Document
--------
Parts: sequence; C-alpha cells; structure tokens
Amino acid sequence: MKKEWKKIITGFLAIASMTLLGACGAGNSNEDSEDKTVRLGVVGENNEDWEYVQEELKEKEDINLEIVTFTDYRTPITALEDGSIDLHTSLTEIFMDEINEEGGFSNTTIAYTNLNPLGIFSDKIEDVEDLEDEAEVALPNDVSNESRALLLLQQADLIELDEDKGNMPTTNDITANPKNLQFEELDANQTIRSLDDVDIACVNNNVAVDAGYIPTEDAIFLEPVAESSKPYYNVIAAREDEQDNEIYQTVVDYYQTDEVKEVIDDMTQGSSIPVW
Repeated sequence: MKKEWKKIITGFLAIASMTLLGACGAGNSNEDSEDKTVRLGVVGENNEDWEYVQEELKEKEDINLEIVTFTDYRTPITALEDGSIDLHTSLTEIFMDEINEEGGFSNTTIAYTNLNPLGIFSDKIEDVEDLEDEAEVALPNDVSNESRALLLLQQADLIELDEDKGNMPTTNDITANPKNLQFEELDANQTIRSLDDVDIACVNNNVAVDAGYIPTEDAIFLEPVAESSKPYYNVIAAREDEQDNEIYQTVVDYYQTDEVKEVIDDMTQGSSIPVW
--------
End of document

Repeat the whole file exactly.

Parts: sequence; C-alpha cells; structure tokens
Amino acid sequence: MKKEWKKIITGFLAIASMTLLGACGAGNSNEDSEDKTVRLGVVGENNEDWEYVQEELKEKEDINLEIVTFTDYRTPITALEDGSIDLHTSLTEIFMDEINEEGGFSNTTIAYTNLNPLGIFSDKIEDVEDLEDEAEVALPNDVSNESRALLLLQQADLIELDEDKGNMPTTNDITANPKNLQFEELDANQTIRSLDDVDIACVNNNVAVDAGYIPTEDAIFLEPVAESSKPYYNVIAAREDEQDNEIYQTVVDYYQTDEVKEVIDDMTQGSSIPVW
Repeated sequence: MKKEWKKIITGFLAIASMTLLGACGAGNSNEDSEDKTVRLGVVGENNEDWEYVQEELKEKEDINLEIVTFTDYRTPITALEDGSIDLHTSLTEIFMDEINEEGGFSNTTIAYTNLNPLGIFSDKIEDVEDLEDEAEVALPNDVSNESRALLLLQQADLIELDEDKGNMPTTNDITANPKNLQFEELDANQTIRSLDDVDIACVNNNVAVDAGYIPTEDAIFLEPVAESSKPYYNVIAAREDEQDNEIYQTVVDYYQTDEVKEVIDDMTQGSSIPVW